Consistently building in reflection time at the end (or indeed in the middle) of projects is something that most companies rarely do well and often end up considering as something of a luxury. In the rush of the day-to-day we get very good at being relentlessly forward focused, immediately moving on to the next thing, seldom taking the time out to pause and really understand what happened and why, and how it might be done better next time.
And yet given how important developing a learning culture is now for just about every business, it’s surely something we should all be doing more of. There's some well known examples of companies that have been able to create the space for employees to explore new ideas (Google 20% time of-course, 3M's Time to Think, GDS's Firebreak, Facebook's Hackathons, Spotify's regular hack days etc) but in the age of continuous experimentation it's also about reflecting on what we're learning as we go along. I like the way that Pinterest, for example, go to great efforts to embed reflection time in their culture and practice so that it becomes a habitual way of gathering learning as they go.
One of the simplest, and therefore the best, frameworks that I've come across for this is the so-called ‘after action review’. It originated in the US Military who would use it in their de-briefs as a way of improving performance, and features four simple questions that can be answered after an action of some kind:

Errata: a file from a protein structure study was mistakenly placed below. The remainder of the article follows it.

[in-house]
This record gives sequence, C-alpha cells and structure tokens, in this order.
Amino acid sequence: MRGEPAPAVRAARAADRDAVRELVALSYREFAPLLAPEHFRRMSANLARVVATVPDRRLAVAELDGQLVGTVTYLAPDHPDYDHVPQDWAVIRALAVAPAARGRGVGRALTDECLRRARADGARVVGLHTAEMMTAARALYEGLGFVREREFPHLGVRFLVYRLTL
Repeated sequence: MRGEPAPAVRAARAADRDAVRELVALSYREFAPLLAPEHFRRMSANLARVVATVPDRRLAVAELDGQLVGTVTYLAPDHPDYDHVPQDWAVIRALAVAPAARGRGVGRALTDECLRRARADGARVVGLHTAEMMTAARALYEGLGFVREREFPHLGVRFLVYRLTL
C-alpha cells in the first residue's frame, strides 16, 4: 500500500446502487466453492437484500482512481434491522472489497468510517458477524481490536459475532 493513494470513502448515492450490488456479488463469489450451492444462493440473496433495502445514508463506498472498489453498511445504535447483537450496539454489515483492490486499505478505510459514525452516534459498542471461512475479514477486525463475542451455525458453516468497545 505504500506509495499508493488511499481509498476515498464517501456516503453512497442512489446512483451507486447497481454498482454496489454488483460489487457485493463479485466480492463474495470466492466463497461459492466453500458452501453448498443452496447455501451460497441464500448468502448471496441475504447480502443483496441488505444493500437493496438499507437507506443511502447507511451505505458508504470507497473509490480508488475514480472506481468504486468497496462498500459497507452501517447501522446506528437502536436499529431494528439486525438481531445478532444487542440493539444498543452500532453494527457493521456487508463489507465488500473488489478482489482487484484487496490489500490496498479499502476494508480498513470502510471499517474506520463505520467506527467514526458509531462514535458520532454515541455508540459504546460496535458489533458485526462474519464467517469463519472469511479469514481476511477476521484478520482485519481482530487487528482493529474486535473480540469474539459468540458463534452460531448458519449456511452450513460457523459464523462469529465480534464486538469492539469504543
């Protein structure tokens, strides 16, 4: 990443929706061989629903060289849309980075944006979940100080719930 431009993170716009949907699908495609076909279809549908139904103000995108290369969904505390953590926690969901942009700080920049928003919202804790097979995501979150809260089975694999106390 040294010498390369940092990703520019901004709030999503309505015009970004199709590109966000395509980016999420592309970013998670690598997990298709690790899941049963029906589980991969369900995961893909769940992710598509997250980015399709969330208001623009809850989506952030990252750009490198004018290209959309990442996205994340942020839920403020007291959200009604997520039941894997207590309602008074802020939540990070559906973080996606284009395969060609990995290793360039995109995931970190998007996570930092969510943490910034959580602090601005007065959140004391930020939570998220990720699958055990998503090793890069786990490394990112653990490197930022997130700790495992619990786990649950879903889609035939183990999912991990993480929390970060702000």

1. What did we expect to happen? Knowing that you have to answer this question afterwards means that you go in with a greater clarity of objective and desired outcome.
2. What actually happened? A blameless analysis, that identifies key events, actions and influences, and creates a consensus
3. Why was or wasn't there a difference? What were the differences (if any) between desired and actual outcomes, and why did this difference occur?
4. What can you do next time to improve or ensure these results? What (if anything) are you going to do different next time? What should you do more of/the same/less of? What needs fixing? What worked and is repeatable or scalable? The idea is that at least half of the time of the review should be spent answering this question.
Sounds obvious. But then the most useful things often do.